There’s an old Boston Marathon training motto by Tom Fleming that goes, “Somewhere in the world someone is training when you are not. When you race him, he will win.” That’s terrifying because it feels like whatever you do is never enough. At the same time, it’s motivating. The night is my secret time to improve my skills when everyone else is out of commission. People who get up really early in the morning probably feel the same way. It's funny how people aspire to be morning people, but never the other way around. Just be you (which is ironically, probably one of the hardest things you'll ever have to do).

    I’ve learned not to be bound by constraints on when most people feel like are the right times to do certain activities. Hit the weights late at night, drink coffee at midnight and have sex on your lunch break (but maybe not at work). Don’t apologize for who you are and when feels like the right time to do something, whether it’s something small or a major life decision. People will judge. But at least you aren’t wasting your energy trying to live up to such trivial social norms.

  • Lessons from summer camp: Food appreciation

    Meals at Camp Grounded were another well thought out part of the weekend. Everything we ate (with maybe the exception of campfire s’mores) was local or organic with the nutrients needed to keep us going. Most of the time we ate family-style in a classic summer camp cafeteria (minus the fear of awful waffles) with sing-a-longs to conclude each sitting. However, there was one meal that stood out from the rest because it was such a novel experience.

    Picture a table on a grass field long enough to seat 250 people facing one another. Everyone is dressed in white and tea light candles held in large pieces of wood adorn the tabletops. At this point, feel free to make some jokes about joining a cult. All you can hear are birds conversing, a soft breeze moving through the trees and melodic piano music. As you take your seat, you notice a card on the table explaining this is a silent meal with the intention to make it more mindful. It encourages you to fully taste and savor what your senses interpret. It asks you to consider all the things that needed to happen to make this meal possible. The creation of the universe, a habitable planet that supports growth, the transport of that food and the final preparation.

    Food is served and you commence eating. You look at your neighbor, but the eye contact does not have a motive. It’s natural. You hear utensils clinking as people cut their food. You figure you may as give this a shot. No other meal you’ve ever had is quite like this and the only thing you can compare it to is a silent family dinner where no one is talking to you because you did something really wrong. Only it’s not awkward and you don’t feel bad. You enjoy sitting there and not jamming food down your throat to move on to the next activity, multitask with a smartphone/television, or engage in the mundane small talk that ordinarily happens when you are sitting next to strangers.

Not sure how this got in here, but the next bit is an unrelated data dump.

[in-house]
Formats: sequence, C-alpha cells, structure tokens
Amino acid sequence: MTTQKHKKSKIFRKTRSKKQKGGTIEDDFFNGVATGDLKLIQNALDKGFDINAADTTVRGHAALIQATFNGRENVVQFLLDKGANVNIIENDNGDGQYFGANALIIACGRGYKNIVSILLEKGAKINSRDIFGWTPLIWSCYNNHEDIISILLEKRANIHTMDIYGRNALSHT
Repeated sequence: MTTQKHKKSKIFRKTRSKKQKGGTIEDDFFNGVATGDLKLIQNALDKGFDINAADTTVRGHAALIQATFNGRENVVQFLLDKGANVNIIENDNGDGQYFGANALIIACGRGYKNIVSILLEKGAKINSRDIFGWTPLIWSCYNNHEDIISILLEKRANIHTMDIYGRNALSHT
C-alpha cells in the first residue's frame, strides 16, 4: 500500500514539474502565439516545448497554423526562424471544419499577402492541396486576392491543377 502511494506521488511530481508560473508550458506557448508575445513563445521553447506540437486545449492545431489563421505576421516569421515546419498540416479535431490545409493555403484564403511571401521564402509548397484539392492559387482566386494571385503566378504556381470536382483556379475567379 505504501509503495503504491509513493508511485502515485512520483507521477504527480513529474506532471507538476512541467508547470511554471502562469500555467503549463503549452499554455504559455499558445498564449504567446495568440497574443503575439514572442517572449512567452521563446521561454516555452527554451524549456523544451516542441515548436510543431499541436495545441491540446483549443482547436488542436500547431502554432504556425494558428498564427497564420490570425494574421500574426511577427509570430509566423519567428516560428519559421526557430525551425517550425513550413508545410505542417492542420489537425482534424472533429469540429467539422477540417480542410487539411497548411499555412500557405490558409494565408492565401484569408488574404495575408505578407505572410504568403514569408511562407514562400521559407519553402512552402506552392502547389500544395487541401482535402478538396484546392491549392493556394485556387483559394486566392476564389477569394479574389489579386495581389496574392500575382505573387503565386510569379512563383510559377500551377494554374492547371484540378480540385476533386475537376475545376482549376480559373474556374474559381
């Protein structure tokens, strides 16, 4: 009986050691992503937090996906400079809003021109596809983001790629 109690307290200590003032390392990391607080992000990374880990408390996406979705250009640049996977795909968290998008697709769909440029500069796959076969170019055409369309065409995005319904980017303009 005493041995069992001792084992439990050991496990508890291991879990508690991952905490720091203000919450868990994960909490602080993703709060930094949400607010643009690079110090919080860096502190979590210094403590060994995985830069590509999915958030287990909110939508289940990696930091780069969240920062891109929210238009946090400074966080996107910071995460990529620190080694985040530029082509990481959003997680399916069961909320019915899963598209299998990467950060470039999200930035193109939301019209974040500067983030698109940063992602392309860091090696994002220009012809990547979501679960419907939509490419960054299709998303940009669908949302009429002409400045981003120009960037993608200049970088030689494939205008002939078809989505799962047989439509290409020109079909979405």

You chew more than usual and let the textures and flavors rest on your tongue. The chicken is delightfully crisp on the outside and moist inside. The greens produce a peppery sensation for your tastebuds if you give them the chance. The risotto is perfect comfort food to line your stomach and leave you feeling satisfied. You realize people are right when they say the food tastes better when you take the time to appreciate it. Eventually the silence is broken and you speak to your neighbors. You might not have any photos, but these memories are not likely to fade anytime soon.

    This meal changed me. I had already been trying to give more of my meals more focus because most of the time I was trying to do something else to entertain myself or look busy in front of other people. It may not have been my intention, but by doing so I was saying that the food wasn’t enough. In a way, that was disrespectful. In a way, I was missing out on so much by not giving it the attention it deserved.

    Since Camp Grounded, I’ve had many more meals where I just ate and did nothing else. Even in good company and conversation, I remind myself to check in with my senses. The urge to do other things is still there and I’m not perfect, but I am much improved. Eating a meal doesn’t take very long, so why rush through it? I hope this is one habit I can continue to develop. I needed that silent meal to get me there.